ep. Tom Marino, President Trump’s nominee to be the country’s drug czar, has withdrawn his name from consideration following a report that he pushed a bill that weakened enforcement of suspicious drug distributors.
The withdrawal, which Trump announced in a tweet Tuesday morning, comes just two days after the Washington Post and “60 Minutes” reported that Marino, a Pennsylvania Republican, spent years pushing for the industry-backed bill while receiving nearly $100,000 in campaign contributions from industry-affiliated groups.
The bill weakened the Drug Enforcement Administration’s ability to regulate opioid distributors agents suspected of misconduct, the Post reported.
Minority Leader Chuck Schumer (N.Y.) and Sen. Joe Manchin (D-W.Va.) had called Monday for the nomination to be withdrawn, while Sen. Claire McCaskill (D-Mo.) introduced legislation to repeal the Marino-backed bill from 2016.
At a press conference Monday, Trump said, “we’re going to be looking into Tom” when he was asked if he had confidence in Marino.
While multiple Republican lawmakers also expressed their concern regarding Marino’s nomination to STAT, the Senate sponsor of the bill Marino supported defended it.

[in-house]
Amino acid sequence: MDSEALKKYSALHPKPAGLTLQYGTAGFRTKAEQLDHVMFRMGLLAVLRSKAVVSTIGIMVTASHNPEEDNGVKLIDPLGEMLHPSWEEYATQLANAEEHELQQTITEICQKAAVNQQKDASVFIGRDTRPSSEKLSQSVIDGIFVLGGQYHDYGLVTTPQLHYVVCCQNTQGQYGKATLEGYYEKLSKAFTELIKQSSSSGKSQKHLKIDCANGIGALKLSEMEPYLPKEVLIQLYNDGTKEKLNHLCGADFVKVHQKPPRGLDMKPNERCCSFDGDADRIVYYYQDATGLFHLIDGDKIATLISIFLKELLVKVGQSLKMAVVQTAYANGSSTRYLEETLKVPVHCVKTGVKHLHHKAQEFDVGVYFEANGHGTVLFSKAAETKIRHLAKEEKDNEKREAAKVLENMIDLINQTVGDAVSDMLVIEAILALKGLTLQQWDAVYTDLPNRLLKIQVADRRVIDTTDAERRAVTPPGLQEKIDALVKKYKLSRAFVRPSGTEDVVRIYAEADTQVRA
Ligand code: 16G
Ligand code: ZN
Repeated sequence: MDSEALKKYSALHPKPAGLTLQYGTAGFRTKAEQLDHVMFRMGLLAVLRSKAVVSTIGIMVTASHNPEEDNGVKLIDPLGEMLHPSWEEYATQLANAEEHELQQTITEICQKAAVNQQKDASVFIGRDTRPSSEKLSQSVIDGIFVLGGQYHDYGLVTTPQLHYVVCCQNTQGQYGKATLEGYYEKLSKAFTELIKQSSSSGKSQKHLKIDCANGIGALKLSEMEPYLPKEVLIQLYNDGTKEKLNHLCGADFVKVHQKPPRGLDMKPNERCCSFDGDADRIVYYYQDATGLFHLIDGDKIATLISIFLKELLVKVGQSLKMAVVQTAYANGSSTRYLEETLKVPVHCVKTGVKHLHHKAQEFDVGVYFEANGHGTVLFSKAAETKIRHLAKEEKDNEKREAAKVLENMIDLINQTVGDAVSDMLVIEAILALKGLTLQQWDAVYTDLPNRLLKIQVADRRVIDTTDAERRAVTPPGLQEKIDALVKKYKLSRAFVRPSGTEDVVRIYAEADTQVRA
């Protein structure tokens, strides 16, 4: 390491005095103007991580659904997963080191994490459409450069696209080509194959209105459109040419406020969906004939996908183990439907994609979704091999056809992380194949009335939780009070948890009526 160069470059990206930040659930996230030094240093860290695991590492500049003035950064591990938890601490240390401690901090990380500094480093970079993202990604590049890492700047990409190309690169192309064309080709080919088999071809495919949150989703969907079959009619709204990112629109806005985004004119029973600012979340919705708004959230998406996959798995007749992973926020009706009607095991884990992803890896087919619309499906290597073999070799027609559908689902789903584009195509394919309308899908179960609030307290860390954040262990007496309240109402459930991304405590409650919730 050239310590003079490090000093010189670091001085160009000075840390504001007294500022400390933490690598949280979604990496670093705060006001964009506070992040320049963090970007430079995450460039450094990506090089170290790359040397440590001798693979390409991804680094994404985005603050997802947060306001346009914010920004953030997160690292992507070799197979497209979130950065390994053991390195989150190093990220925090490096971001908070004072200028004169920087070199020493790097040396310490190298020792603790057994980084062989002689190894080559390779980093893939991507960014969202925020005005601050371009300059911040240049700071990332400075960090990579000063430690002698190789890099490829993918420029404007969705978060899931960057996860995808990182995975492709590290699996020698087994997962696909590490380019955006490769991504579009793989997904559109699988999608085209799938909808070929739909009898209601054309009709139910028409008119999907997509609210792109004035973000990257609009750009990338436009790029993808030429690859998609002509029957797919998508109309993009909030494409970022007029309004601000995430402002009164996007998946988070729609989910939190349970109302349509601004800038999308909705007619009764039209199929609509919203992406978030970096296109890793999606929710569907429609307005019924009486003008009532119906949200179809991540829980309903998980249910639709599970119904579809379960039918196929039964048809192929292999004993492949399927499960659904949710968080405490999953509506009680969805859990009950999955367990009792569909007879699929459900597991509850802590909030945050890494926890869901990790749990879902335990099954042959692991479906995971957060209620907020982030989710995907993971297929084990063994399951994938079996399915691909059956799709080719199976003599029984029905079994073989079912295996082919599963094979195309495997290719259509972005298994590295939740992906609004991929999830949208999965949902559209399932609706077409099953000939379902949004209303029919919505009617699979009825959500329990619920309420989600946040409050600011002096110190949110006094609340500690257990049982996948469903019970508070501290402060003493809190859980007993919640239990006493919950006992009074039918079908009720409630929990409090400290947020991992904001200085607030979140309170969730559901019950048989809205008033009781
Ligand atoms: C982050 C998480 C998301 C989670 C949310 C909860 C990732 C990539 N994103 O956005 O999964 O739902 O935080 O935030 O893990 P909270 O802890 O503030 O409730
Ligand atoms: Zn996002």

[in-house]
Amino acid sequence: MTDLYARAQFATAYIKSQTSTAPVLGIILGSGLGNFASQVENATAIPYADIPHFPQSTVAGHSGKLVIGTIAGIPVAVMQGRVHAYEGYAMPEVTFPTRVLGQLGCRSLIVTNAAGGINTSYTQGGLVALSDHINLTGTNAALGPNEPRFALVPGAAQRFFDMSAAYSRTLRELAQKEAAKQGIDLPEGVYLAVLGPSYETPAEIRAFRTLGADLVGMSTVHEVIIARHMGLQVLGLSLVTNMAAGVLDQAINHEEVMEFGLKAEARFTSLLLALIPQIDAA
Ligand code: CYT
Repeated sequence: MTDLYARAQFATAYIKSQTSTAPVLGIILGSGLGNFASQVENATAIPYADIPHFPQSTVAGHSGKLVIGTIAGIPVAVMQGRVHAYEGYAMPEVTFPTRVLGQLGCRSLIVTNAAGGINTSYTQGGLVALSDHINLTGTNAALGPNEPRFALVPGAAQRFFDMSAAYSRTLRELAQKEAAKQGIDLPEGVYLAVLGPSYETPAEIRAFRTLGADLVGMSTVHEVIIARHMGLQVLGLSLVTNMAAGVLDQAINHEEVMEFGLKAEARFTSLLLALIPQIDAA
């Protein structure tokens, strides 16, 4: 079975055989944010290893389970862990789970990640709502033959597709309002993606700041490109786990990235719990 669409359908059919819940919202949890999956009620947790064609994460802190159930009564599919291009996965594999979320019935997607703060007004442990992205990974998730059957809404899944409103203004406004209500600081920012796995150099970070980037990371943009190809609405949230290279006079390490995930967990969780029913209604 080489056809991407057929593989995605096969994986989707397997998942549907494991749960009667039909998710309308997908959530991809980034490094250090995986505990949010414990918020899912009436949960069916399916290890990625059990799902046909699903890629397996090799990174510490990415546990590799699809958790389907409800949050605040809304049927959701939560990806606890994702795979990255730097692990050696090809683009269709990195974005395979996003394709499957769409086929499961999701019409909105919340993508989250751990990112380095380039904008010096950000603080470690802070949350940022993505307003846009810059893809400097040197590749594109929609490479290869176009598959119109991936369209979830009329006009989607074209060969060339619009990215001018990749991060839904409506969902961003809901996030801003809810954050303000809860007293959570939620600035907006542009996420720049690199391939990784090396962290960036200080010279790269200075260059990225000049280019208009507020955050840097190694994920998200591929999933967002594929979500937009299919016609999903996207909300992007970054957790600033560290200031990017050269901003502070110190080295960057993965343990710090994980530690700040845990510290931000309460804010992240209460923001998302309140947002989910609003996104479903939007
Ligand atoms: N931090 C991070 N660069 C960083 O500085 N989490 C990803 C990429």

The Post article “asserts that Congress cut out DEA’s legs from underneath it through a sinister conspiracy of deep-pocketed drug companies and their cunning allies in Congress,” Sen. Orrin Hatch (R-Utah) said Monday on the Senate floor. “Nothing could be further from the truth.”
Marino’s nomination had already raised some eyebrows in drug policy circles, in part because of the way in which he described his proposal for a new type of drug treatment center for individuals facing drug possession charges, which he called a “hospital-slash-prison” at a House hearing.
It is the second time Marino has withdrawn from contention to serve as drug czar. In May, he publicly withdrew from consideration before a nominee had been announced, citing a family illness.
Richard Baum, a longtime staffer at the Office of National Drug Control Policy, will continue to serve as the office’s interim director in the absence of a confirmed director.
He has overseen the office at a critical time — since March, it has provided staff and administrative support to Gov. Chris Christie’s federal commission on the opioid crisis, which first recommended Trump declare the epidemic a national emergency.
The commission’s final report is now due in November, and Trump indicated on Monday that his administration will formalize the emergency declaration next week.
Using the Public Health Service Act to declare an emergency could free up federal resources for cities and states to use and potentially allow for access to the Center for Disease Control’s Strategic National Stockpile, which could help localities access pharmaceutical products including overdose reversal drugs.